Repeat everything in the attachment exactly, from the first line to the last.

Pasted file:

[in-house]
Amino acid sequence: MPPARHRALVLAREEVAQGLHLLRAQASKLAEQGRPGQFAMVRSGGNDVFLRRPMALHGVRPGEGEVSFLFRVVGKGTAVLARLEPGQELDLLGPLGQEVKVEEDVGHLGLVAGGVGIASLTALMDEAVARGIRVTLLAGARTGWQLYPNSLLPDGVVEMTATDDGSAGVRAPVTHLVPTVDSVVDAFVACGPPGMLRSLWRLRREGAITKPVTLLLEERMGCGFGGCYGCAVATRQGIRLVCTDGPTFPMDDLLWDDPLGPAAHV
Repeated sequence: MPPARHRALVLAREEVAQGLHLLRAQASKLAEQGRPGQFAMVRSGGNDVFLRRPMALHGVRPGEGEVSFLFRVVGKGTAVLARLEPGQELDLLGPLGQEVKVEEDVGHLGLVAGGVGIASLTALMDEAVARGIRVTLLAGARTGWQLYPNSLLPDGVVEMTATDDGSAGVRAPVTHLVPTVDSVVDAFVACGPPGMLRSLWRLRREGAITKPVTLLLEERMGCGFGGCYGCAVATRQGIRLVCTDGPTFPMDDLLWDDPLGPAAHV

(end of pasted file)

[in-house]
Amino acid sequence: MPPARHRALVLAREEVAQGLHLLRAQASKLAEQGRPGQFAMVRSGGNDVFLRRPMALHGVRPGEGEVSFLFRVVGKGTAVLARLEPGQELDLLGPLGQEVKVEEDVGHLGLVAGGVGIASLTALMDEAVARGIRVTLLAGARTGWQLYPNSLLPDGVVEMTATDDGSAGVRAPVTHLVPTVDSVVDAFVACGPPGMLRSLWRLRREGAITKPVTLLLEERMGCGFGGCYGCAVATRQGIRLVCTDGPTFPMDDLLWDDPLGPAAHV
Repeated sequence: MPPARHRALVLAREEVAQGLHLLRAQASKLAEQGRPGQFAMVRSGGNDVFLRRPMALHGVRPGEGEVSFLFRVVGKGTAVLARLEPGQELDLLGPLGQEVKVEEDVGHLGLVAGGVGIASLTALMDEAVARGIRVTLLAGARTGWQLYPNSLLPDGVVEMTATDDGSAGVRAPVTHLVPTVDSVVDAFVACGPPGMLRSLWRLRREGAITKPVTLLLEERMGCGFGGCYGCAVATRQGIRLVCTDGPTFPMDDLLWDDPLGPAAHV